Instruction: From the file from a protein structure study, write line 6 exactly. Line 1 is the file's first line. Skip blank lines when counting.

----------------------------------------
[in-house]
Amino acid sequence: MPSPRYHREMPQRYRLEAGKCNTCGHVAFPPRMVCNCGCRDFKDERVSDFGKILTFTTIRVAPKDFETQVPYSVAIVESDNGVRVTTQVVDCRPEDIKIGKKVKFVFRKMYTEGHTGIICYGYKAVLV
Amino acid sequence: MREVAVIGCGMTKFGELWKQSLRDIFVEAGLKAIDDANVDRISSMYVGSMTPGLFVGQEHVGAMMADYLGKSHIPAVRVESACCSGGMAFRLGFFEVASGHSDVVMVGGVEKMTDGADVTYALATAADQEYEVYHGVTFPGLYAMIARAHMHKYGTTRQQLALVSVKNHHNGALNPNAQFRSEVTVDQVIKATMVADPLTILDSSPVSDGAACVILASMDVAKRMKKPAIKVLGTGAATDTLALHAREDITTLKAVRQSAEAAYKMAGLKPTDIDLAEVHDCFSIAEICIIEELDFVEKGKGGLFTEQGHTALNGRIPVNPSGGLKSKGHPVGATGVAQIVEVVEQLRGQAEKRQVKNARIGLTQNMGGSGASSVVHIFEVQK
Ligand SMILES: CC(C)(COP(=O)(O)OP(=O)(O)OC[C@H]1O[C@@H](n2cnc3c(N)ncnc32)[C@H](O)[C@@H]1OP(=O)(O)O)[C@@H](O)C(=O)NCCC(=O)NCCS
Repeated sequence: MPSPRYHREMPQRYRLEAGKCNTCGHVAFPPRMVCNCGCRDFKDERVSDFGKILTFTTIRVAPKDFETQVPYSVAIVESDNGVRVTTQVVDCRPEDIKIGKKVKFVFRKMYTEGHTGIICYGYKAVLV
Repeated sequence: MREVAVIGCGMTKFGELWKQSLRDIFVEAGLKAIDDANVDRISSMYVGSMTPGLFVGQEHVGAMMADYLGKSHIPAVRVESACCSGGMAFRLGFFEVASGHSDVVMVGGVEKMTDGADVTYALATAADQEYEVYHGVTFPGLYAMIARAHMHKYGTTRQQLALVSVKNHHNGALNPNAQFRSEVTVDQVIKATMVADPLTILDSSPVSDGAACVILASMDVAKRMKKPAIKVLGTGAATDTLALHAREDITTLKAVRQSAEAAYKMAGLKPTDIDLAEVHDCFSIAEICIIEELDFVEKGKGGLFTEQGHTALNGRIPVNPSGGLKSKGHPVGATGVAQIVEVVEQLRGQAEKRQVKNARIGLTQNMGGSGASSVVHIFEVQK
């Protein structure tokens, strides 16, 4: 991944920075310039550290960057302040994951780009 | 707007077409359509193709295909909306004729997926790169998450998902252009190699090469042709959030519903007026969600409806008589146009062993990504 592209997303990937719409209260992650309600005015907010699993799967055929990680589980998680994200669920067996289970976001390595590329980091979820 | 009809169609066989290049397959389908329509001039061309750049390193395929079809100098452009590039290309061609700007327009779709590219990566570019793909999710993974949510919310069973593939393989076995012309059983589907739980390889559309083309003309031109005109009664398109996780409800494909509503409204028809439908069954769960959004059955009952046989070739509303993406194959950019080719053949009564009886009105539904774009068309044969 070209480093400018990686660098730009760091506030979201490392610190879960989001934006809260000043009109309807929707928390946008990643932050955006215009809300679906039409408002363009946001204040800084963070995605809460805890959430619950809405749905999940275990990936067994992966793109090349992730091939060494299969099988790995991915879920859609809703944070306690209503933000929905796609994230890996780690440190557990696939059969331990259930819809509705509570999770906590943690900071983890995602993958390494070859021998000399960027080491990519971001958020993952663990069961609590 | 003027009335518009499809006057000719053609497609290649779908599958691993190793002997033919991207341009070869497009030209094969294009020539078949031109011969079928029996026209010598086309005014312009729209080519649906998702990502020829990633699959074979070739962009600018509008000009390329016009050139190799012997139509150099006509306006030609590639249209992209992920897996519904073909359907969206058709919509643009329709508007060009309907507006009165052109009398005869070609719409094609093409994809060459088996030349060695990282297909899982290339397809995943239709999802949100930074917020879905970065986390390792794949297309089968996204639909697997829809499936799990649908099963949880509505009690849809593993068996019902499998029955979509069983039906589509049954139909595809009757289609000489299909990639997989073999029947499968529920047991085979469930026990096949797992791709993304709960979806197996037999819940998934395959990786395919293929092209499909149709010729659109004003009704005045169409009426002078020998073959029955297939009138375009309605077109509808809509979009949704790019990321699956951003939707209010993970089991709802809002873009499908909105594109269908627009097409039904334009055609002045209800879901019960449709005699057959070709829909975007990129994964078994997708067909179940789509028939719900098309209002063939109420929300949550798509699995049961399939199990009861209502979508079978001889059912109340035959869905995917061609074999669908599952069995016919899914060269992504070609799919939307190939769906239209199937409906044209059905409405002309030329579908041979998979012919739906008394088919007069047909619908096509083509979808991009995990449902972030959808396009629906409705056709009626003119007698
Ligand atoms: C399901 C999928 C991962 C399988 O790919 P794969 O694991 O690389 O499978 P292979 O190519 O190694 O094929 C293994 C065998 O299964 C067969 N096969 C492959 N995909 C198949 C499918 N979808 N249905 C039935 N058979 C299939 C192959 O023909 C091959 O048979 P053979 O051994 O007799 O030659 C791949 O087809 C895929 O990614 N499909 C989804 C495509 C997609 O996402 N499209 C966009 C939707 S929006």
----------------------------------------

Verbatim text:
Repeated sequence: MREVAVIGCGMTKFGELWKQSLRDIFVEAGLKAIDDANVDRISSMYVGSMTPGLFVGQEHVGAMMADYLGKSHIPAVRVESACCSGGMAFRLGFFEVASGHSDVVMVGGVEKMTDGADVTYALATAADQEYEVYHGVTFPGLYAMIARAHMHKYGTTRQQLALVSVKNHHNGALNPNAQFRSEVTVDQVIKATMVADPLTILDSSPVSDGAACVILASMDVAKRMKKPAIKVLGTGAATDTLALHAREDITTLKAVRQSAEAAYKMAGLKPTDIDLAEVHDCFSIAEICIIEELDFVEKGKGGLFTEQGHTALNGRIPVNPSGGLKSKGHPVGATGVAQIVEVVEQLRGQAEKRQVKNARIGLTQNMGGSGASSVVHIFEVQK